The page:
The Dark Tower
The star of the Shadowlands endgame is definitely Torghast though, a semi-randomized roguelike mega-dungeon that can be tackled solo or with a group. You accumulate randomized powers from anima caches, like you might blessings in Hades. These are mostly specific to your class and can make you hilariously overpowered in some creative ways. My favorite caused the damage of my next Steady Shot to increase by a lot every time I broke open a pot, which meant if I could avoid wasting the buff until the final boss, it was very possible to slice off half of its health bar with my weakest attack. Of course, you can only use these in Torghast, and they reset after every run. Each wing has different modifiers, and two out of the six are open every week, so you won’t be facing the same challenges over and over. Torghast rewards you with Soul Ash, which is used to craft new personalized legendary items that, even at their lowest tier, are more powerful than mythic dungeon gear, so it feels worth your time.
Every IGN World of Warcraft Review
There’s a bit of a missed opportunity here though, too, because Torghast actually isn’t infinitely repeatable. Or at least, the rewards aren’t. Once you’ve cleared all the available floors in each wing for a given week, you can’t get any more benefit from doing them again. This is a letdown, especially because of how much I enjoy Torghast and think it represents the exact direction WoW should be aiming in to keep its endgame vibrant and interesting. Just like I can pop into a fresh run of Hades any time I feel like it and come out with new stories and permanent upgrades to my character, I really, really wished Torghast would offer me the same opportunity.
You’ll also be returning to The Maw, which serves as this expansion’s challenging max-level zone, and it’s set up much differently than past ones. For one thing, there are no mounts allowed – not even ground mounts! Everything you do in The Maw, from killing tough world bosses to completing rinse-and-repeat daily quests, grants you Stygia, a currency that can be used to buy permanent upgrades to Torghast like an increased chance of rolling rare anima powers. The way Shadowlands limits the amount of Stygia you can reap in a day is a stacking debuff called Eye of the Jailer, in which the expansion’s archvillain will focus more of his malevolent attention on you the more you make a mess of his realm. At first, he’ll target you with periodic area attacks from his watch towers, then he’ll send assassins after you, and eventually slap you with a terrifying curse that will make you unable to recover health and sooner or later drop dead.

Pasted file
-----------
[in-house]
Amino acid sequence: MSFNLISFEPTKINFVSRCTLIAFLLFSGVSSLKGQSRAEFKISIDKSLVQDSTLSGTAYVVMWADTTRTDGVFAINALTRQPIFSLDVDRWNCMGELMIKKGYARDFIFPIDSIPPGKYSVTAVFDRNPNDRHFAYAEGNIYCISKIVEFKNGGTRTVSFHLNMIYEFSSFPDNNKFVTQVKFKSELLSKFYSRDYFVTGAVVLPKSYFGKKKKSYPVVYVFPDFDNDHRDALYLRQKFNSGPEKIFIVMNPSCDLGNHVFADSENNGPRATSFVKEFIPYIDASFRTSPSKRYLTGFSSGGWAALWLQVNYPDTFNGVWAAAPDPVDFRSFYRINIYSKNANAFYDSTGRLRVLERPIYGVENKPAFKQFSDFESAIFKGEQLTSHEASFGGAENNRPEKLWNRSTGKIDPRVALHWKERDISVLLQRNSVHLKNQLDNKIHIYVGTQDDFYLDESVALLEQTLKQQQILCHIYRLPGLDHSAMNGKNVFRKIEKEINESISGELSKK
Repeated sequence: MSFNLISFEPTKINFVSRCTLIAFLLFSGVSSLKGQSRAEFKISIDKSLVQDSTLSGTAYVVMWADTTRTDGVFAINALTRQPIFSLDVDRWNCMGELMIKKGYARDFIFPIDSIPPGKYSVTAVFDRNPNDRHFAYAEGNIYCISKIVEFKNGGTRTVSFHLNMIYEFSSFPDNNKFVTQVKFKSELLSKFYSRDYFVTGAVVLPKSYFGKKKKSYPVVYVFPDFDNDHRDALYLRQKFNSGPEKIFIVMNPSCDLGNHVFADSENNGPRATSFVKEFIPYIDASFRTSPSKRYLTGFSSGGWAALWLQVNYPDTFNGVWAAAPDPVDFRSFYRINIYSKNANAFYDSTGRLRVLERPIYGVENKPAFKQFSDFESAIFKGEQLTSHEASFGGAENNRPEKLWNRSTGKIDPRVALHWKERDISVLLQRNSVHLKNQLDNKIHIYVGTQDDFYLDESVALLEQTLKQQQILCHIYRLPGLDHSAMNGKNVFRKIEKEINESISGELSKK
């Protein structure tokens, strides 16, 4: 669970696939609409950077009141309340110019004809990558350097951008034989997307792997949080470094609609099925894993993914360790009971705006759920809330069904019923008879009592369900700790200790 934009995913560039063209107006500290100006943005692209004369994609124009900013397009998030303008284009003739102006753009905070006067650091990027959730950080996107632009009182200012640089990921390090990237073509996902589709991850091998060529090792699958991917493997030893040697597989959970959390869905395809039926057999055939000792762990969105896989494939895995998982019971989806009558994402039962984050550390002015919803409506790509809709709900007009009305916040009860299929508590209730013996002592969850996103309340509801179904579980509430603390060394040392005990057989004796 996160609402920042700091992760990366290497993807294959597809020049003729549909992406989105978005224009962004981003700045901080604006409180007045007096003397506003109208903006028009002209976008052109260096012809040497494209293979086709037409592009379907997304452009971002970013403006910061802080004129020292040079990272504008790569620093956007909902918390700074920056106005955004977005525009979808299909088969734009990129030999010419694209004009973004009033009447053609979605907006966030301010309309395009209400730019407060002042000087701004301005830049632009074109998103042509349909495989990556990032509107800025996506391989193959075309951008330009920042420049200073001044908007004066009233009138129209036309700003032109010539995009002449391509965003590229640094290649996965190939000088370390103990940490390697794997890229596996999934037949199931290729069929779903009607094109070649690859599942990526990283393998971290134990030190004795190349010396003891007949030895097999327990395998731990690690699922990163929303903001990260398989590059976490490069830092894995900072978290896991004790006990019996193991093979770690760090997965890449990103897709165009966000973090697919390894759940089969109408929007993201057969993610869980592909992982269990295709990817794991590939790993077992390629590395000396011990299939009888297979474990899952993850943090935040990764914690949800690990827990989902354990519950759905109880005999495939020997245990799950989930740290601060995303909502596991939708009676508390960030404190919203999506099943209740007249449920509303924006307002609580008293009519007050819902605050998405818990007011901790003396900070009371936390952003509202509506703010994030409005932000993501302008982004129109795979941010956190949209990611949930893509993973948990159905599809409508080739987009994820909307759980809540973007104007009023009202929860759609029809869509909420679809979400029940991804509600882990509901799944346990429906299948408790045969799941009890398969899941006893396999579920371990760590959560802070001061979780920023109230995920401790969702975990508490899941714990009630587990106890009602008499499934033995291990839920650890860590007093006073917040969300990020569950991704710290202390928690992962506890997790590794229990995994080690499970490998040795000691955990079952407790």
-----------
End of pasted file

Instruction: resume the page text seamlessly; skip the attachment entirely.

Playing in The Maw feels way different from other WoW zones. It actually seems risky and thrilling to even make my way from Point A to Point B. Borrowing a dash of Dark Souls, dying causes you to drop a portion of your current Stygia, which you’ll have to return to your corpse to recover. If you die twice in a row, it’s gone forever. This is a big adjustment since death in WoW is generally no more than a minor inconvenience. Stygia is such a limited, prized resource that takes so long to acquire, seeing a bunch of it evaporate is far more painful than just losing the time it takes to run back to your body or the relatively paltry gold cost of repairing damaged gear. But I really enjoy the tension this adds.The actual World of Warcraft hasn’t felt this dangerous since trying to navigate high-level areas like the Burning Steppes in vanilla, back in 2004.
But between Stygia, Reputation, Anima, Redeemed Souls, Grateful Offerings, Soul Ash, Phantasma, Renown, Sinstone Fragments… there are a lot of different currencies that tie into endgame progression in different ways. Let me be frank: It’s way too many. Keeping track of which ones are spent on which things, and how each one can be acquired, and how much of each you can earn per day or week makes me wish Blizzard had found a way to maybe combine just a couple of them.